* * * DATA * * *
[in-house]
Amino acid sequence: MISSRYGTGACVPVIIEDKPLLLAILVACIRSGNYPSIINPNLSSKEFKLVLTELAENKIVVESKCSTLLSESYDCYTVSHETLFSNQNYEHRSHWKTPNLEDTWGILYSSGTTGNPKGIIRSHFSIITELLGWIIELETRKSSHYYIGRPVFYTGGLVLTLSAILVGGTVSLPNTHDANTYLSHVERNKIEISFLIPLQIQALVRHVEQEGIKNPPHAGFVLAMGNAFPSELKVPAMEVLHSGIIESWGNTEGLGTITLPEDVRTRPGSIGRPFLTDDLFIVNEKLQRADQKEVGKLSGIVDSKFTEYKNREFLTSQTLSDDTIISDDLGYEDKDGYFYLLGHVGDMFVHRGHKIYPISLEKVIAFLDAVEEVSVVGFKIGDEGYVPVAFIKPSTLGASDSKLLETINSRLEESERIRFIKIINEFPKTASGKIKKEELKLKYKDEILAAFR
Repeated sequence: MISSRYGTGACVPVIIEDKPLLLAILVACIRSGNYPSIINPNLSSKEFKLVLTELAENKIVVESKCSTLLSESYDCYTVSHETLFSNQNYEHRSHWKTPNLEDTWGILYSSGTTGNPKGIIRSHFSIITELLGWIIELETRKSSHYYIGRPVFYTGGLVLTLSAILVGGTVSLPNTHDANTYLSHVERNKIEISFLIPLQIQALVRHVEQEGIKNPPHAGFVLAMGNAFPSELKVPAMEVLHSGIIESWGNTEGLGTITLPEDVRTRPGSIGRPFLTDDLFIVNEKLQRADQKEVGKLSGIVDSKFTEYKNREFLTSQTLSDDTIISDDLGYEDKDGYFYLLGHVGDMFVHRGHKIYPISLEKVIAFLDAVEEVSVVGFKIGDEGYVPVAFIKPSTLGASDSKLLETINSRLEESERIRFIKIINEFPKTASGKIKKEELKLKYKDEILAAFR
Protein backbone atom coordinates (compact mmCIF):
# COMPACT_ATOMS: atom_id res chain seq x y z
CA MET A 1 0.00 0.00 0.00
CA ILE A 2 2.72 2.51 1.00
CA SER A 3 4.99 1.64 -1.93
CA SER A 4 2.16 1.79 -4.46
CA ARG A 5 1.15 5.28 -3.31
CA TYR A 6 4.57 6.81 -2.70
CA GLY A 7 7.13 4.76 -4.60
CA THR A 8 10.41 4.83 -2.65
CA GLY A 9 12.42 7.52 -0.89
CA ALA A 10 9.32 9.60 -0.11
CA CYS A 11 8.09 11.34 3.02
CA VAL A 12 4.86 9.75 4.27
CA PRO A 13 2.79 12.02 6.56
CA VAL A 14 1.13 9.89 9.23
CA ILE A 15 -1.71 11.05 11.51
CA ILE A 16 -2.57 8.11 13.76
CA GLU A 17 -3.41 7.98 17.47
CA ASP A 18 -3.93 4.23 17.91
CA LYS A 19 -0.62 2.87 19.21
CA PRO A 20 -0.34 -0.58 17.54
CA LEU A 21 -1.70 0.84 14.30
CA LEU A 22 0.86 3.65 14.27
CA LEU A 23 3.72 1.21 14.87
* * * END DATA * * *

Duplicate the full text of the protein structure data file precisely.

[in-house]
Amino acid sequence: MISSRYGTGACVPVIIEDKPLLLAILVACIRSGNYPSIINPNLSSKEFKLVLTELAENKIVVESKCSTLLSESYDCYTVSHETLFSNQNYEHRSHWKTPNLEDTWGILYSSGTTGNPKGIIRSHFSIITELLGWIIELETRKSSHYYIGRPVFYTGGLVLTLSAILVGGTVSLPNTHDANTYLSHVERNKIEISFLIPLQIQALVRHVEQEGIKNPPHAGFVLAMGNAFPSELKVPAMEVLHSGIIESWGNTEGLGTITLPEDVRTRPGSIGRPFLTDDLFIVNEKLQRADQKEVGKLSGIVDSKFTEYKNREFLTSQTLSDDTIISDDLGYEDKDGYFYLLGHVGDMFVHRGHKIYPISLEKVIAFLDAVEEVSVVGFKIGDEGYVPVAFIKPSTLGASDSKLLETINSRLEESERIRFIKIINEFPKTASGKIKKEELKLKYKDEILAAFR
Repeated sequence: MISSRYGTGACVPVIIEDKPLLLAILVACIRSGNYPSIINPNLSSKEFKLVLTELAENKIVVESKCSTLLSESYDCYTVSHETLFSNQNYEHRSHWKTPNLEDTWGILYSSGTTGNPKGIIRSHFSIITELLGWIIELETRKSSHYYIGRPVFYTGGLVLTLSAILVGGTVSLPNTHDANTYLSHVERNKIEISFLIPLQIQALVRHVEQEGIKNPPHAGFVLAMGNAFPSELKVPAMEVLHSGIIESWGNTEGLGTITLPEDVRTRPGSIGRPFLTDDLFIVNEKLQRADQKEVGKLSGIVDSKFTEYKNREFLTSQTLSDDTIISDDLGYEDKDGYFYLLGHVGDMFVHRGHKIYPISLEKVIAFLDAVEEVSVVGFKIGDEGYVPVAFIKPSTLGASDSKLLETINSRLEESERIRFIKIINEFPKTASGKIKKEELKLKYKDEILAAFR
Protein backbone atom coordinates (compact mmCIF):
# COMPACT_ATOMS: atom_id res chain seq x y z
CA MET A 1 0.00 0.00 0.00
CA ILE A 2 2.72 2.51 1.00
CA SER A 3 4.99 1.64 -1.93
CA SER A 4 2.16 1.79 -4.46
CA ARG A 5 1.15 5.28 -3.31
CA TYR A 6 4.57 6.81 -2.70
CA GLY A 7 7.13 4.76 -4.60
CA THR A 8 10.41 4.83 -2.65
CA GLY A 9 12.42 7.52 -0.89
CA ALA A 10 9.32 9.60 -0.11
CA CYS A 11 8.09 11.34 3.02
CA VAL A 12 4.86 9.75 4.27
CA PRO A 13 2.79 12.02 6.56
CA VAL A 14 1.13 9.89 9.23
CA ILE A 15 -1.71 11.05 11.51
CA ILE A 16 -2.57 8.11 13.76
CA GLU A 17 -3.41 7.98 17.47
CA ASP A 18 -3.93 4.23 17.91
CA LYS A 19 -0.62 2.87 19.21
CA PRO A 20 -0.34 -0.58 17.54
CA LEU A 21 -1.70 0.84 14.30
CA LEU A 22 0.86 3.65 14.27
CA LEU A 23 3.72 1.21 14.87